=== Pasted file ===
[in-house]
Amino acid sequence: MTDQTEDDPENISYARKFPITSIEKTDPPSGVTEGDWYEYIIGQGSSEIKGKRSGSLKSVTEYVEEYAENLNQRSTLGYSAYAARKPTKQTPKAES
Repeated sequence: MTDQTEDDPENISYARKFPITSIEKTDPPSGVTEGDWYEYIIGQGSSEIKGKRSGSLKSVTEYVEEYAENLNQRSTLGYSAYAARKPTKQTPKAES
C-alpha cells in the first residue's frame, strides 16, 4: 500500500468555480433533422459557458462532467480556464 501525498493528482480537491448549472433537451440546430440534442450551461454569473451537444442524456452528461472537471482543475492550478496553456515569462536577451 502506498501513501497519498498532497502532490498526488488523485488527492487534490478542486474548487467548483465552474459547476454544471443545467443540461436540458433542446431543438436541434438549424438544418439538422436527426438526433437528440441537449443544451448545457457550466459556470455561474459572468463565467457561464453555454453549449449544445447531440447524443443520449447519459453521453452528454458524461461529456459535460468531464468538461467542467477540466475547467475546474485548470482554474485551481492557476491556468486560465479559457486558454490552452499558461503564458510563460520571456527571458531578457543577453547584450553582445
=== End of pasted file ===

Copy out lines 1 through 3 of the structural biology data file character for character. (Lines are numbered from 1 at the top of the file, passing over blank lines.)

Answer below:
[in-house]
Amino acid sequence: MTDQTEDDPENISYARKFPITSIEKTDPPSGVTEGDWYEYIIGQGSSEIKGKRSGSLKSVTEYVEEYAENLNQRSTLGYSAYAARKPTKQTPKAES
Repeated sequence: MTDQTEDDPENISYARKFPITSIEKTDPPSGVTEGDWYEYIIGQGSSEIKGKRSGSLKSVTEYVEEYAENLNQRSTLGYSAYAARKPTKQTPKAES